Retro gaming has become huge over the last few years, from Dara O’Briain’s ‘Go 8-bit’ to the Rasberry Pi machines fitted out with old arcade games.
So what’s the big deal?
Lets face it the latest Sony and Microsoft consoles now produce games that are more like movies, graphic designers, script writers, and composers now all work alongside programmers to create da vinci-esque (I made that word up) masterpieces that orchestrate one and a half billion polygons a second around the screen with dolby surround sound blasting out to accompany it.
Yet here I sit in my office looking at the latest gadget that the boss has purchased.
Yes, that’s right, we have an arcade machine in our office, stuffed to over-flowing with retro games, Arcade games, Super Nintendo, Game Gear, Lynx, Neo Geo, Gameboy… the list goes on, in fact there are around 8,000 games to be played. If by the way you would like one of these machines, get in touch and we’ll hook you up!
So how does it play, is it any good… well… yes, it’s great, so many games from my (mis-spent) youth all sitting in one place. Speedball 2, Flying Shark, Pacman, Sensible Soccer, they are all there.
So that’s it right, that’s my fix satiated? Well No, it’s just the beginning I’m afraid, because this acted like a trigger, I wanted more. Yes I have all these games at work, but generally I am, well, working when I am in the office, what about taking on Super Nashwan again, can I still dominate any team on Sensible World of Soccer, and I’m pretty sure I have a score to settle with Yoshitsune. Don’t understand those references? Then you have some serious Googling to do.
What do you do then?
Obviously you go and buy an Amiga 600.
I never owned one, I had the 500 and the 1200, so this was a new, old computer. I managed to get the Amiga to display on my 40” LCD TV quite easily, one Amiga to SCART adapter later and there she was in all her KickStart glory, so lets play!
After purchasing it I did what any self respecting geek would, I looked on eBay for batches of copied Amiga games, and found a few, bought a few, but it became apparent quite quickly that the shelf life of the old 3.5” disk was less than 30 years.
A few games did work, I got to see just how bad at Kick Off 2 I was now, in my heyday there were few of my friends that could beat me, but now I was awful, my timing was out, my reactions seemingly dulled by 20 years of beer consumption. Xenon 2 looked great too, but alas one of my favourites, Speedball 2, would not get past the opening screen.
So now what?
Well now we turn to modern technology. Once again it was the shopping centre of the internet (eBay of course) that saves the day, that and some guy/gal/alien called amigaone_haven, this bright spark was selling a modern 4GB Compact Flash Card with about 2000 Amiga games on it. For those of you who don’t know, this attaches to the Amiga like a hard drive would have.
Amazing! So lets plug it in and get this party started… not quite.
You see this little gizmo needed a particular version of operating system, and my little 600 didn’t have it… F$%* it!
Fear not, you can buy the updated ROM chip, all you have to do is fit it yourself. Having built my own PC, replaced many parts in laptops and phones, built the odd nuke (I’m joking… the guy in Romania refused to sell the yellow cake uranium), I did not fear such a task.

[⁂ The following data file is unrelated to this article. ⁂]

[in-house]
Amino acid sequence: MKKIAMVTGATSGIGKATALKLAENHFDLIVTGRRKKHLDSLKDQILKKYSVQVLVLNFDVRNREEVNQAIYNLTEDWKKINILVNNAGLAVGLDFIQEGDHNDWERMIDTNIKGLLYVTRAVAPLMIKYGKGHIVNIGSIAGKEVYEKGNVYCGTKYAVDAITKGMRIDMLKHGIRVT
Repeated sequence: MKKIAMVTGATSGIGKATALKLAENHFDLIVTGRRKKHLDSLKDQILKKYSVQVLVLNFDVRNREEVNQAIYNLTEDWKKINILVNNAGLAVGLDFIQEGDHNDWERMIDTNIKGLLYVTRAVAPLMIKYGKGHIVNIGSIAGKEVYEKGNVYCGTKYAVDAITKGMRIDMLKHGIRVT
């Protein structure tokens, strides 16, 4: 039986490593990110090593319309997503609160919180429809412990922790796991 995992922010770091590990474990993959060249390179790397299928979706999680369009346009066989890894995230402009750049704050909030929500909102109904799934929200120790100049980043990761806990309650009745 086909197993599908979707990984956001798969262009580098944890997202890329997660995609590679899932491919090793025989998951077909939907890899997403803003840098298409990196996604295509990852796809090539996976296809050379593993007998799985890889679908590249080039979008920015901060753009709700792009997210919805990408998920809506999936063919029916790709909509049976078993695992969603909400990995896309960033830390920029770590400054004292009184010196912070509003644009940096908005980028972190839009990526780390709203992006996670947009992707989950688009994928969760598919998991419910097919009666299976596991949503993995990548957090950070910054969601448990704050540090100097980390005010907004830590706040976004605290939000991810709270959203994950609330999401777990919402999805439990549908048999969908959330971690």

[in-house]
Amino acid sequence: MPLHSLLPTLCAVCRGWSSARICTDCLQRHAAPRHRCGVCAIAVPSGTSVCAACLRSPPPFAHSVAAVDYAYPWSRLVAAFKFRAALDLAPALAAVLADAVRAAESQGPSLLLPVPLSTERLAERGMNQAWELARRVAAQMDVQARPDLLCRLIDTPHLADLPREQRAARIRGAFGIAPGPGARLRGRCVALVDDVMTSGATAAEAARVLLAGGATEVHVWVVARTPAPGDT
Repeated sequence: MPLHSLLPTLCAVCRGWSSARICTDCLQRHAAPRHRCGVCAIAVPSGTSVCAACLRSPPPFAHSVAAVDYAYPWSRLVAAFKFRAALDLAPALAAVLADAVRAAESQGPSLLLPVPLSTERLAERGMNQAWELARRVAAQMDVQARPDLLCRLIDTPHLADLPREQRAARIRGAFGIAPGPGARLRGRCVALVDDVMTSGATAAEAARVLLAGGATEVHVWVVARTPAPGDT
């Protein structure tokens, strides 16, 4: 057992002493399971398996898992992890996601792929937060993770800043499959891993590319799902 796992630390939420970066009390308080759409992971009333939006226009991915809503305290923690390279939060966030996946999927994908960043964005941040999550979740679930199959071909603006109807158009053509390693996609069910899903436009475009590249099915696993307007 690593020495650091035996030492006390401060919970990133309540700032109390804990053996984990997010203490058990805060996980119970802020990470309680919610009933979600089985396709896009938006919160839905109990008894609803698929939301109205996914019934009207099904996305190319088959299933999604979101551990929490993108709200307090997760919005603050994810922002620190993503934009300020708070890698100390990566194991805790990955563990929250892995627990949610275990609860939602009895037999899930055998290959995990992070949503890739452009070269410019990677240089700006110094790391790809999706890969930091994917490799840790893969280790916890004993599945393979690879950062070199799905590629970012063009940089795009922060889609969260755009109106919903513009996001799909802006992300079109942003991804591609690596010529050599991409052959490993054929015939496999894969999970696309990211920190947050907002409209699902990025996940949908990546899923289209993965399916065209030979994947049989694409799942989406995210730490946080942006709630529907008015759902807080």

I was right not to, the new chip was less that £15, and I had both the flash card and new ROM chip fitted in about 10 minutes… GAME ON!
It works perfectly, I can now play all my old favourites from 30 years ago, I even went to the extent of tracking down a couple of Competition Pro joysticks so I can invite a friend round and we can bask in the shame of just how bad we are at these old games.
But back to the question, what is the big deal? Is it the mid-life crisis of a geek, am I trying desperately to recapture my youth, I can’t afford a Ferrari, so is this what I do instead… maybe, but maybe not.
As I said earlier these games can’t compete on looks, and because of that they had to concentrate on gameplay, it had to be addictive, if you could make it look good too, great. Kick Off 2 and Sensible World of Soccer are probably two of the most basic looking games around, but they were seriously addictive. Are they better than the latest FIFA, no, but they offered something different. Programmers didn’t have 8 different buttons to allow you to perform specific moves, they had one button, or 2 mouse buttons and the keyboard, that’s it.
This is what made the games so special, it took about 60 seconds to learn the controls, but the next 6 months to master it, and they were so addictive you could easily get repetitive strain injury in a single evening. I remember as a kid being able to walk home from school at lunchtime with my mate and play for half an hour before returning to double maths, and we did it most days… the computer games I mean, not double maths… that would just have been sadistic.
If you are of a certain vintage you will still have a record player, and will only listen to vinyl and will tell everyone it has a warmer sound, whilst your grandchild sits on their bed picking music at will from Spotify or Amazon, not giving those black plastic plates a second thought. That is what this is for my generation, paying homage to the classics, remembering that these games were fantastic and should not be forgotten. I had a PS One, PS2, PS3 and now I have a PS4 and it’s epic, but it’s not Lords of the Rising Sun, it’s not Lemmings or Cannon Fodder and no-one has done violent futuristic sport the way Speedball 2 has. Some things simply cannot be beaten.
Fortunately for my Amiga foes, my days are filled with tedious adult chores, so Super Nashwan will have to wait a few months until I can kick their collective ass again… but it’s coming Nashwan, it’s definitely coming.